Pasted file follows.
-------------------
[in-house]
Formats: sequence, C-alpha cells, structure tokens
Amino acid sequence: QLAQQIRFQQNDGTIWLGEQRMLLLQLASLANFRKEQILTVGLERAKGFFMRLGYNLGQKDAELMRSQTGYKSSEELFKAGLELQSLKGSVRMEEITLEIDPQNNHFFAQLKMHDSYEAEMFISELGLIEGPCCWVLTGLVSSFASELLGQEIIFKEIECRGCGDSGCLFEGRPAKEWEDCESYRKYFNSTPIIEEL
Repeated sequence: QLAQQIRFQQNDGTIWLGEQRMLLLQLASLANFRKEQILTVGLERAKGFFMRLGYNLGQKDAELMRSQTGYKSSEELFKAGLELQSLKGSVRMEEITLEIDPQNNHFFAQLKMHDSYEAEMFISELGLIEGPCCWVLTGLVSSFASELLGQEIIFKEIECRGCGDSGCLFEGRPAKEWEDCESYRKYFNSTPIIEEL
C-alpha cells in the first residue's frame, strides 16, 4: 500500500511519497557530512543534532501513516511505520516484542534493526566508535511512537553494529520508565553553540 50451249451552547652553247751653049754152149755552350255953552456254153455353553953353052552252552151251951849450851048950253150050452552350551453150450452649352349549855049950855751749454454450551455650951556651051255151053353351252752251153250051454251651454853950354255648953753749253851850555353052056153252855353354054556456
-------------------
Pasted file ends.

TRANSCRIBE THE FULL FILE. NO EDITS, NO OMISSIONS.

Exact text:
[in-house]
Formats: sequence, C-alpha cells, structure tokens
Amino acid sequence: QLAQQIRFQQNDGTIWLGEQRMLLLQLASLANFRKEQILTVGLERAKGFFMRLGYNLGQKDAELMRSQTGYKSSEELFKAGLELQSLKGSVRMEEITLEIDPQNNHFFAQLKMHDSYEAEMFISELGLIEGPCCWVLTGLVSSFASELLGQEIIFKEIECRGCGDSGCLFEGRPAKEWEDCESYRKYFNSTPIIEEL
Repeated sequence: QLAQQIRFQQNDGTIWLGEQRMLLLQLASLANFRKEQILTVGLERAKGFFMRLGYNLGQKDAELMRSQTGYKSSEELFKAGLELQSLKGSVRMEEITLEIDPQNNHFFAQLKMHDSYEAEMFISELGLIEGPCCWVLTGLVSSFASELLGQEIIFKEIECRGCGDSGCLFEGRPAKEWEDCESYRKYFNSTPIIEEL
C-alpha cells in the first residue's frame, strides 16, 4: 500500500511519497557530512543534532501513516511505520516484542534493526566508535511512537553494529520508565553553540 50451249451552547652553247751653049754152149755552350255953552456254153455353553953353052552252552151251951849450851048950253150050452552350551453150450452649352349549855049950855751749454454450551455650951556651051255151053353351252752251153250051454251651454853950354255648953753749253851850555353052056153252855353354054556456